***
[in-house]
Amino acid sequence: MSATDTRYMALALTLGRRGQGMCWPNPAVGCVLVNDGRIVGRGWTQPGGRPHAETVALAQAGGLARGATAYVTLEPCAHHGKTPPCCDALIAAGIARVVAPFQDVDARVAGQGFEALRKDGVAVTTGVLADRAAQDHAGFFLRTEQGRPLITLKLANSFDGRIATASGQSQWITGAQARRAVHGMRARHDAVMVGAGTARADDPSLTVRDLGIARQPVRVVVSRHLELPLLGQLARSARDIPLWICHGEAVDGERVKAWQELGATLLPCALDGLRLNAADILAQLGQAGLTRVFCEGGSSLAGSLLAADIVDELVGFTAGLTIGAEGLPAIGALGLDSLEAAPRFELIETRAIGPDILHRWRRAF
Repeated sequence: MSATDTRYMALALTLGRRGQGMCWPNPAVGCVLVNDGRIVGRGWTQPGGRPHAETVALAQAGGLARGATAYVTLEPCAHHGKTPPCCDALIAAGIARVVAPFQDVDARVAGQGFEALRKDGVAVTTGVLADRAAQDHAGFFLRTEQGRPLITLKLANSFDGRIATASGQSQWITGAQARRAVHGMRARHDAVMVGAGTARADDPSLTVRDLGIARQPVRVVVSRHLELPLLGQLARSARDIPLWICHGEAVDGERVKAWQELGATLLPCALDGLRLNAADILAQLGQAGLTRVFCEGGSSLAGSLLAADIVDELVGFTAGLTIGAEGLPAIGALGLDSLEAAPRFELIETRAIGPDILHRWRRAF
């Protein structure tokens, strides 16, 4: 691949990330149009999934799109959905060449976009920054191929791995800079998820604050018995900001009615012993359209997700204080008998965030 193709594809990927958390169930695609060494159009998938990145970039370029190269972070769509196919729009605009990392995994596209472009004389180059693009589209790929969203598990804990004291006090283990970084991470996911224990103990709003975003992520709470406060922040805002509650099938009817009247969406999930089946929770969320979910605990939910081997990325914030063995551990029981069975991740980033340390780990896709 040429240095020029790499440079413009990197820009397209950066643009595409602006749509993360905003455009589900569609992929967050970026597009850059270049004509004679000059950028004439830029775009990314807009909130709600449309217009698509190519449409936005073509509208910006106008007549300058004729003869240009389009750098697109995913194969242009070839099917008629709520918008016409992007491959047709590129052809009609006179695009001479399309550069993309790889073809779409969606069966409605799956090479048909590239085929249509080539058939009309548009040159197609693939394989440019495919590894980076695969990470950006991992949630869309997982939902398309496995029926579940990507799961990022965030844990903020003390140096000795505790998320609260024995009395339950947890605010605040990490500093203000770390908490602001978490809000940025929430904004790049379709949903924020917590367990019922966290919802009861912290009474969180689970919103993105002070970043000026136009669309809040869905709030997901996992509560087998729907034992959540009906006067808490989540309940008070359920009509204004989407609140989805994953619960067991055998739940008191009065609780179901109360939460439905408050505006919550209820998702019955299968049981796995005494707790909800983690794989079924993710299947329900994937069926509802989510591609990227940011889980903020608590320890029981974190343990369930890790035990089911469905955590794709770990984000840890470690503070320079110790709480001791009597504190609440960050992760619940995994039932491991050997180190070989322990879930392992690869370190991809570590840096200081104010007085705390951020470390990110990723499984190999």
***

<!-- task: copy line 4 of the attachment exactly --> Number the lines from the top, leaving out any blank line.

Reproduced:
């Protein structure tokens, strides 16, 4: 691949990330149009999934799109959905060449976009920054191929791995800079998820604050018995900001009615012993359209997700204080008998965030 193709594809990927958390169930695609060494159009998938990145970039370029190269972070769509196919729009605009990392995994596209472009004389180059693009589209790929969203598990804990004291006090283990970084991470996911224990103990709003975003992520709470406060922040805002509650099938009817009247969406999930089946929770969320979910605990939910081997990325914030063995551990029981069975991740980033340390780990896709 040429240095020029790499440079413009990197820009397209950066643009595409602006749509993360905003455009589900569609992929967050970026597009850059270049004509004679000059950028004439830029775009990314807009909130709600449309217009698509190519449409936005073509509208910006106008007549300058004729003869240009389009750098697109995913194969242009070839099917008629709520918008016409992007491959047709590129052809009609006179695009001479399309550069993309790889073809779409969606069966409605799956090479048909590239085929249509080539058939009309548009040159197609693939394989440019495919590894980076695969990470950006991992949630869309997982939902398309496995029926579940990507799961990022965030844990903020003390140096000795505790998320609260024995009395339950947890605010605040990490500093203000770390908490602001978490809000940025929430904004790049379709949903924020917590367990019922966290919802009861912290009474969180689970919103993105002070970043000026136009669309809040869905709030997901996992509560087998729907034992959540009906006067808490989540309940008070359920009509204004989407609140989805994953619960067991055998739940008191009065609780179901109360939460439905408050505006919550209820998702019955299968049981796995005494707790909800983690794989079924993710299947329900994937069926509802989510591609990227940011889980903020608590320890029981974190343990369930890790035990089911469905955590794709770990984000840890470690503070320079110790709480001791009597504190609440960050992760619940995994039932491991050997180190070989322990879930392992690869370190991809570590840096200081104010007085705390951020470390990110990723499984190999």